[llvm-dev] A libc in LLVM
Finkel, Hal J. via llvm-dev
llvm-dev at lists.llvm.org
Mon Jun 24 15:45:22 PDT 2019
On 6/24/19 5:23 PM, Siva Chandra via llvm-dev wrote:
Hello LLVM Developers,
Within Google, we have a growing range of needs that existing libc implementations don't quite address. This is pushing us to start working on a new libc implementation.
Informal conversations with others within the LLVM community has told us that a libc in LLVM is actually a broader need,
+1 - This has also been my experience: Many people over many years have expressed a desire to have a libc has part of the LLVM project. It is currently a large gap in our LLVM toolchain offering. Moreover, from the standpoint of my organization, an LLVM libc could provide benefits on both production platforms and research/experimental hardware.
and we are increasingly consolidating our toolchains around LLVM. Hence, we wanted to see if the LLVM project would be interested in us developing this upstream as part of the project.
To be very clear: we don't expect our needs to exactly match everyone else's -- part of our impetus is to simplify things wherever we can, and that may not quite match what others want in a libc. That said, we do believe that the effort will still be directly beneficial and usable for the broader LLVM community, and may serve as a starting point for others in the community to flesh out an increasingly complete set of libc functionality.
We are still in the early stages, but we do have some high-level goals and guiding principles of the initial scope we are interested in pursuing:
1. The project should mesh with the "as a library" philosophy of the LLVM project: even though "the C Standard Library" is nominally "a library," most implementations are, in practice, quite monolithic.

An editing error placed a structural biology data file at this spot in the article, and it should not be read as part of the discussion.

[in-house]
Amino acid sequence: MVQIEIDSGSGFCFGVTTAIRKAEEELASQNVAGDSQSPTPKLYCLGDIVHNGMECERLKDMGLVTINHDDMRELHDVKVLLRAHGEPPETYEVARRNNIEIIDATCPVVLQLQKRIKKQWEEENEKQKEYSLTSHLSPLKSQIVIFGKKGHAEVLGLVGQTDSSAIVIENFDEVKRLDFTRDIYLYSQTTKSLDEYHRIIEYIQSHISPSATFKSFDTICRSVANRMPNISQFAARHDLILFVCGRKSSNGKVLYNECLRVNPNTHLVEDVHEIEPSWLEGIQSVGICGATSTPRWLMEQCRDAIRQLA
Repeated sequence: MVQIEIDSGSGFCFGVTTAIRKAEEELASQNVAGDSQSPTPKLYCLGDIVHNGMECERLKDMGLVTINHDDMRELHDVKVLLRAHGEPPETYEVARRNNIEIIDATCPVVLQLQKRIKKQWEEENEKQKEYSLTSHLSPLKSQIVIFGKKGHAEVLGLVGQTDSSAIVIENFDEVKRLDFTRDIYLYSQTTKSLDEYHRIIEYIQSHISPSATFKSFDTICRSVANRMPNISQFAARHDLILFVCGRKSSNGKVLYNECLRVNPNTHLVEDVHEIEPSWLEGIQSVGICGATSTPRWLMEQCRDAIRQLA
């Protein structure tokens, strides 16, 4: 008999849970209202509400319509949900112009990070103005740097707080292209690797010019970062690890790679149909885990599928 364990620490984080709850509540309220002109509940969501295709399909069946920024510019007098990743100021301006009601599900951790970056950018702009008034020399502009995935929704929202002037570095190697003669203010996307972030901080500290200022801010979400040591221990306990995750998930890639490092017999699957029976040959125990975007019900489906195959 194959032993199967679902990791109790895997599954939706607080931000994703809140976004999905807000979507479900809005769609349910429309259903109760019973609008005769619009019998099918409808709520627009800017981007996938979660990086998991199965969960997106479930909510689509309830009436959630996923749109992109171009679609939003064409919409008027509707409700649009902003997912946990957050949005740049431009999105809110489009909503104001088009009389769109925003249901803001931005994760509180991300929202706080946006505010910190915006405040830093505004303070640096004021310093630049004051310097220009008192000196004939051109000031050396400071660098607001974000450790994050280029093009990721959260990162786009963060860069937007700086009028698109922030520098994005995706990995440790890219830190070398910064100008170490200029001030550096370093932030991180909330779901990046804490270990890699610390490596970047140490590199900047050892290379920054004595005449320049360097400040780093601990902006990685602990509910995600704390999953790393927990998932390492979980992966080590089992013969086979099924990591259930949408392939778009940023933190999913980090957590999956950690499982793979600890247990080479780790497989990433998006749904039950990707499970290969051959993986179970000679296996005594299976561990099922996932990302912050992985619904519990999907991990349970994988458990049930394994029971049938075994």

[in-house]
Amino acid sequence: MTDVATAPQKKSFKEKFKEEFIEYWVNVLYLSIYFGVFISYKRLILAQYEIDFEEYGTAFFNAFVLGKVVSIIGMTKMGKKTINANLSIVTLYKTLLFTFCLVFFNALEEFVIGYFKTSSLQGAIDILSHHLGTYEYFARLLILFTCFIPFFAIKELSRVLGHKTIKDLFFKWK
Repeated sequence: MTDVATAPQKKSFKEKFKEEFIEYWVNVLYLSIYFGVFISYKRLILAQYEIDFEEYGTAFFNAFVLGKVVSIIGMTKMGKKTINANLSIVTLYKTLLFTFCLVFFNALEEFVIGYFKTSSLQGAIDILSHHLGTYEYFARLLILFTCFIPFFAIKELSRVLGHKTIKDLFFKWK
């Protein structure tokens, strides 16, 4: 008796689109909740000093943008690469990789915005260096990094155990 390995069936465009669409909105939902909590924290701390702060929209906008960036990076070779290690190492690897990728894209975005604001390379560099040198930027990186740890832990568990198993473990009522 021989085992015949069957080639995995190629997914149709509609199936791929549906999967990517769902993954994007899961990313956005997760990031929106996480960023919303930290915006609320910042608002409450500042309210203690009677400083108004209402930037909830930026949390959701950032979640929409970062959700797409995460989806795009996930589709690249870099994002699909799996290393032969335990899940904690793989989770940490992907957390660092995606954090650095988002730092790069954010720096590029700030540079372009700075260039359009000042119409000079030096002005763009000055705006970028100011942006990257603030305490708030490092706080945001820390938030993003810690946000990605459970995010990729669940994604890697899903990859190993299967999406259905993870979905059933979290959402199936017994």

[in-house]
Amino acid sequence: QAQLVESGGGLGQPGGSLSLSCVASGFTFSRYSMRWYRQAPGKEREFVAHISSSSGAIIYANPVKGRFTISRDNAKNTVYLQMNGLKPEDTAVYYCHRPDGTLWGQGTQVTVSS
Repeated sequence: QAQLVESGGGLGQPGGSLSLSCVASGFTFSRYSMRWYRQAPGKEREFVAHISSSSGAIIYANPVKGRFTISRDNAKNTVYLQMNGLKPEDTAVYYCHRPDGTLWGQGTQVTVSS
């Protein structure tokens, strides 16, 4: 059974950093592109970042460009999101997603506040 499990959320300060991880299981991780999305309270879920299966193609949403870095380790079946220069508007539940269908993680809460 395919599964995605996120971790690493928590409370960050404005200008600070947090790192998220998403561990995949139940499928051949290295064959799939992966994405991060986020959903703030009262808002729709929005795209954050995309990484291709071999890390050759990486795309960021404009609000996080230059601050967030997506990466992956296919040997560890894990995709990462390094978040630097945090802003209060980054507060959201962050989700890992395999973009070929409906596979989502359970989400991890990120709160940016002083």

2. The libc should support static non-PIE and static-PIE linking. This means, providing the CRT (the C runtime) and a PIE loader for static non-PIE and static-PIE linked executables.
3. If there is a specification, we should follow it. The scope that we need includes most of the C Standard Library; POSIX additions; and some necessary, system-specific extensions. This does not mean we should (or can) follow the entire specification -- there will be some parts which simply aren't worth implementing, and some parts which cannot be safely used in modern coding practice.
4. Vendor extensions must be considered very carefully, and only admitted when necessary. Similar to Clang and libc++, it does seem inevitable that we will need to provide some level of compatibility with other vendors' extensions.
5. The project should be an exemplar of developing with LLVM tooling. Two examples are fuzz testing from the start, and sanitizer-supported testing.
There are also few areas which we do not intend to invest in at this point:
1. Implement dynamic loading and linking support.
It will be useful to have a design document that describes the kind of system and capabilities that you're targeting, and then we can discuss how the libc might have a modular design that can be adapted for other use cases. I mention modularity because, for example, we have accelerator hardware and various kind of low-variability/embedded environments where many, but not all, POSIX/libc capabilities make sense.
1. Support for more architectures (we'll start with just x86-64 for simplicity).
For these areas, the community is of course free to contribute. Our hope is that, preserving the "as a library" design philosophy will make such extensions easy, and allow retaining the simplicity when these features aren't needed.
We intend to build the new libc in a gradual manner. To begin with, the new libc will be a layer sitting between the application and the system libc. Eventually, when the implementation is sufficiently complete, it will be able to replace the system libc at least for some use cases and contexts.
So, what do you think about incorporating this new libc under the LLVM project?
This is something that I'd like to see.
Siva Chandra and the rest of the Google LLVM contributors
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